Virtual healthcare staked out exciting new ground with the recently announced $18.5 billion merger of telemedicine pioneer Teladoc Health and chronic disease management company Livongo.
The deal illustrates the growing appetite among public-market investors for innovative healthcare solutions. Analysts at Rock Health likened the deal to a “starter pistol” that signals the beginning of a race—in this case, a race toward consolidation in a red-hot sector that has been maturing rapidly since the pandemic opened up a need for new models of healthcare delivery. At the same time, the initial public offering window is also wide open this year for privately held digital health companies.
Whether you invest in startups or publicly traded digital health companies, one thing is certain: the coming months and years will be active and fast-paced as established leaders team up to dominate markets and startups race toward liquidity events.
For Teladoc, which debuted on the public markets in 2015, the merger with Livongo is the latest in a series of acquisitions, and one that puts the company in a solid position to deliver online care that addresses the needs of providers, payers and consumers. Bringing Livongo under its umbrella means Teladoc can leverage Livongo’s focus in the areas of patient engagement and the management of chronic conditions.
We may soon see other companies joining forces to widen their footprint as well. Telemedicine is a space that’s big enough for multiple winners, and that’s possibly what we’ll see after a period of consolidation.
Behavioral Health Funding Surges in H1 2020
The digital health space has been heating up for years, but telemedicine has become its hottest sector since the spread of COVID-19 significantly curtailed in-person care.
It’s not surprising that the first mega-merger we’ve seen in digital health in recent times is in the telehealth space. It’s also not surprising that the most buzzworthy upcoming IPO—that of Boston-based Amwell—is also in telehealth. There have also been plenty of notable telehealth financings, such as PlushCare’s $23 million Series B round, Doctor On Demand’s $75 million Series D round and Thirty Madison’s $47 million Series B round.
But other digital health segments have also been making waves.
In the first half of 2020, digital behavioral health startups raised $588 million, Rock Health reported, which is on par with the annual funding for several previous years. By contrast, total funding for startups in this space reached $539 million in 2019, $658 million in 2018 and $273 million in 2017.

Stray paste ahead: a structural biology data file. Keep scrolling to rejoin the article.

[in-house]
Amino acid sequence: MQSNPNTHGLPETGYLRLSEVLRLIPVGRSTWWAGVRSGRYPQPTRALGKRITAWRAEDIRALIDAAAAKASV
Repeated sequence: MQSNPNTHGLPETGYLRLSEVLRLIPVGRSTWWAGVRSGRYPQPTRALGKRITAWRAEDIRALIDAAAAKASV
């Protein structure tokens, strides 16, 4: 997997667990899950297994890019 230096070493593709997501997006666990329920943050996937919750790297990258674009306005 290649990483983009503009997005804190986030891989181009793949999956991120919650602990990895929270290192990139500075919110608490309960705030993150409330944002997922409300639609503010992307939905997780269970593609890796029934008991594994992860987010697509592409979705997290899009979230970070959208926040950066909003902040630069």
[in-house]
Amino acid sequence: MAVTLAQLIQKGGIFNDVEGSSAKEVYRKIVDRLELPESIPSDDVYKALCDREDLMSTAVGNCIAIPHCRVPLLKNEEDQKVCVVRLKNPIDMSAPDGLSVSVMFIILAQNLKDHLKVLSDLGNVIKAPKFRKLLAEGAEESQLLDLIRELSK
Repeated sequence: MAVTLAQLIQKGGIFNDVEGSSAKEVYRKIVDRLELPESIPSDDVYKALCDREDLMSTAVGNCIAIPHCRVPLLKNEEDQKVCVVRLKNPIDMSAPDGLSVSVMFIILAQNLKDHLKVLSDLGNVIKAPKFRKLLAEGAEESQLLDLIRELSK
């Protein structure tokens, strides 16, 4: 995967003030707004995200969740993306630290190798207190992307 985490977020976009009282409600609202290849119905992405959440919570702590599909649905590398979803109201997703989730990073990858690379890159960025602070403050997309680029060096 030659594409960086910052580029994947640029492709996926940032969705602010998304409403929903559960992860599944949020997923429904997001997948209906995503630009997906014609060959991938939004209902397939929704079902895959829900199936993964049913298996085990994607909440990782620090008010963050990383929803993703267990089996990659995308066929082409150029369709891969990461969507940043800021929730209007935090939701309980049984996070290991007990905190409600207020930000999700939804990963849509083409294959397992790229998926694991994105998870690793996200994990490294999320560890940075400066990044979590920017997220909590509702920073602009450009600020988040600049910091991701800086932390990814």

So far, in the second half of this year, on-demand behavioral health startup Ginger has raised a $50 million Series D round, and Lyra Health, one of digital health’s newest unicorns, has raised a $110 million Series D round. Brightline, a technology-enabled pediatric behavioral healthcare company, has raised a $20 million Series A round and Nurx, a digital practice for women’s health, raised a $22.5 million Series C round.
Looking ahead, digital mental health—like women’s health, technology for the aging and other hot areas—could be a sector on the verge of consolidation and other exits for investors.
The IPO Window
Public markets took a historic dive in March in response to the pandemic, prompting comparisons to the Great Depression and the more recent Great Recession. And while the markets have been in recovery mode since then, meaningful recovery during an election year, a global pandemic and a time of widespread job loss remains tricky to define.
And yet, throughout the uncertainty, public-market investors have been diligently welcoming new digital health entrants. Over the past 14 months, nine digital health startups have filed for an IPO, analysts at Rock Health pointed out, with three of those—Amwell, Accolade and GoHealth—announcing their plans over the summer.
The success of digital health companies in the face of economic headwinds caused by the pandemic can be partly attributed to a “flight to quality” among investors and their increasing tendency to back later-stage companies that are already proving out their business models. Additional factors include the easing of certain regulations governing telemedicine and shifting consumer demand.
As venture investors continue their flight to quality with later-stage funding rounds, digital health IPOs may provide public investors with quality they seek. Rock Health’s IPO watch list identifies 35 mature digital health companies that could be preparing for a debut on the public markets.
Exit Markets Warm, But Questions Remain
Digital health companies are acquiring other digital health players in order to expand their reach. We may wonder how soon will we see health systems and payers making their own acquisitions that further consolidate the space, and for how long will telehealth be the hottest area for investments and exits?
How long will the IPO window remain open during such uncertain times, and how will newly public digital health companies perform in the long term?
These are just a few of the many questions that analysts, investors and industry watchers are asking as we push further into the second half of 2020.
But one thing is for certain: The exit markets are quite a bit warmer than expected at the beginning of 2020, and it’s because investors all across the spectrum have an appetite for digital health companies.